After our exploratory talk a couple of weeks ago, I was booked for yesterday by a Dutch NAV partner to help them out on their first steps 'into' TFS. Using Visual Studio Online we did setup a collection and a team project, drafted and implemented a branch structure and discussed the use of work items in relation to code check-ins and scrum methodology.
And among this all these basic questions recurred: what does it basically mean to be a NAV developer in a TFS environment? What are the specific task to be executed?
So here we go for a typical day in the life of … Luc, NAV developer happily using TFS.
Having had our stand-up with my team, I pour myself another cup of tea - yes, tea, as after half a century I still abhor coffee - and start up my laptop. I open my Visual Studio client and in the Team Explorer Home pane I click My Work to see what tasks are desperately waiting for me to get finished.
Nearing the end of our sprint unsurprisingly not very much. Some unfinished work (suspended work > participants) and two development tasks.
As one of my colleagues had pointed out during the stand-up that the … error when adding seminars … issue needs to be finished first to allow it to be tested, it's clear what I need to pick up. So I drag and drop 109 from available work items to in progress work
But before I can start I need to make sure that my local development environment is in sync with TFS.
So I right click on the add-on node in the Source Explorer and select Get Latest Version. Any code change that has been checked into TFS by others will also now reside in workspace.
If we are using a branching strategy with separate branches for each developer, like in the DTAP setup in my branching strategy post, I might also need to perform a forward integration (FI) - and check-in - to incorporate the latest changes in the beta/test branch into your own.
Now that I have updated my TFS workspace I need to make sure that my NAV "workspace" is synced too; i.e. import the updated objects into my local NAV development database.
I can do this per object, which makes sense when it concerns only a handful of objects. Or I could use some tricks to get this done more efficiently. I will dive into this in another post.
Now I can go ahead to do my "thing". Looking at the info the already resides on work item 109 (and the accompanying bug) I see that it's a simple issue due to an incomplete table relation definition, fix it in a couple of minutes and verify the fix with some straightforward unit tests.
As the change has been implemented, it has to be exported to my TFS workspace.
As I overwrite the existing version of the object in my TFS workspace TFS automatically checks it out for me appending it to the pending changes list to which I already have added the work item.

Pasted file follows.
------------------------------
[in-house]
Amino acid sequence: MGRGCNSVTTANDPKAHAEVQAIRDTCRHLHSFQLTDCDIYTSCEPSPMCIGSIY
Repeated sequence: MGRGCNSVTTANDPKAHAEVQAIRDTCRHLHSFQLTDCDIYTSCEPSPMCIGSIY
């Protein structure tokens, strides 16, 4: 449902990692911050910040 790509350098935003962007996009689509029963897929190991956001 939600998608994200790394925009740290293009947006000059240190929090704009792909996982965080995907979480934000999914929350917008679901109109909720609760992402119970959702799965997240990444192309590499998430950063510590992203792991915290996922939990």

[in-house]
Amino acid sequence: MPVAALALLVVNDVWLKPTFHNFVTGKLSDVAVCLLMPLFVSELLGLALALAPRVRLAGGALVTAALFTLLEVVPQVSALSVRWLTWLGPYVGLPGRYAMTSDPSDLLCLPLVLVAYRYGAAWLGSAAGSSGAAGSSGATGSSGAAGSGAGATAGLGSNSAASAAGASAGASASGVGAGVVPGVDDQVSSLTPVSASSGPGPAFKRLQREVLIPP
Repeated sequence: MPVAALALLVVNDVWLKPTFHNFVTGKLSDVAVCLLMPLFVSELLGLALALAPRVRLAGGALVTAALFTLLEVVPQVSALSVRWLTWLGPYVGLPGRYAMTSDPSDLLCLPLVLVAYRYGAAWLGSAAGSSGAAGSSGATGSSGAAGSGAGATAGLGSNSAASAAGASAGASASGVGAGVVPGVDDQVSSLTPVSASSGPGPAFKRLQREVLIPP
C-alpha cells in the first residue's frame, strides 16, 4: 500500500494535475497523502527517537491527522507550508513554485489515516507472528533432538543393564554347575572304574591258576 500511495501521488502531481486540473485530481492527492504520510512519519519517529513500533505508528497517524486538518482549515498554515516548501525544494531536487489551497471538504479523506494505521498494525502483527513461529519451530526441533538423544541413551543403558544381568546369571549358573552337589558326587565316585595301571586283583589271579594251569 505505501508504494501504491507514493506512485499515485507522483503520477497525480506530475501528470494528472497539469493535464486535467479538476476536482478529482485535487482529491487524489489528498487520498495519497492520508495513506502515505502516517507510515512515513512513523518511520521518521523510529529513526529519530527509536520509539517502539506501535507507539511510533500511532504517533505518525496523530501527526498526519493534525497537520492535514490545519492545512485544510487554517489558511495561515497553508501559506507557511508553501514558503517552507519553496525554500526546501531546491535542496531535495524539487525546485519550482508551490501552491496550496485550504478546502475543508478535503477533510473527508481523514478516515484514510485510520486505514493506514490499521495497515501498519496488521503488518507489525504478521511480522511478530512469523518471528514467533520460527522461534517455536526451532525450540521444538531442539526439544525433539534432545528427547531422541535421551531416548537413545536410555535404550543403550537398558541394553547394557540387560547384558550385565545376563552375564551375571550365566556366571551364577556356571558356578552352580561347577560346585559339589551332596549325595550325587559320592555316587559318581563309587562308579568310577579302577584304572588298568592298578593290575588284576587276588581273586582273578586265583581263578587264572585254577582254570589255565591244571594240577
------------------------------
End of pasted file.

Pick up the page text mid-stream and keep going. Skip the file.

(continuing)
But before I will check-in this change I make sure I provide (1) some useful description of this change, (2) add the bug work item and (3) …
…, last but not least, will inspect the changes I made. This is one of these TFS features that makes me feel happy every time I am using it. I just have to right click on a changed object and select Compare with Latest Version to get a comparison between the current version on the server and the (changed) version in my workspace:
A simple, efficient and powerful way to check whether the changed objects do contain the fix or feature I implemented. Or did I forget to export the latest version from NAV?
Now that check, double-check proved me that all changes reside in my workspace I can check it in.
Using a branching strategy, like in the DTAP setup in my branching strategy post, I probably should propagate my changes to the consolidation branch beta/test. For this I need to perform:
… you might say as this seems typically more actions than you might be used in a traditional NAV setup where all devs code in a centralized database. You might be right, but we should not forget the broader picture of the setup we are in now.
Christmas Eve. Rain outside and moderate temperature. Cosy inside, having set the tree and decorated it with silver, red and gold, and the old electric candles that I inherited from days gone. Haven't used them for ages and still shining bright. Preparing our Kerststol with the dough to rise and now waiting for it. Wife and children gathering in our kitchen for some bread and setting up Smallworld. And urging me to join them.
So have to keep it short and thus remains to wish you all a merry Xmas!
Did you see this communication on PartnerSource/CustomerSource?
Having been harsh on MS various times with respect to PartnerSource I must admit I was quite astounded by this news. I really had to overcome some disbelief and force myself to read the article and let go of my prejudice. Yes, I still have to wait to January 11 before I will be able to believe my eyes. And yes, I will do my utmost best to be positively surprised and fiercely hope this promise will stand.
And as the Microsoft Dynamics Community Team writes:
Let us know your thoughts!
Again, this is just the first step in a longer journey. At launch in January, we’ll provide a detailed 2014/2015 roadmap and show you a list of the capabilities we’re shooting for, not just in PartnerSource, but also in how we evolve the customer journey. We also recommend reviewing the Next Generation PartnerSource and CustomerSource FAQ to help alleviate some general questions you may have. If you’d like to submit questions or comments prior to launch, please contact us at email@example.com and we’ll get back to you quickly.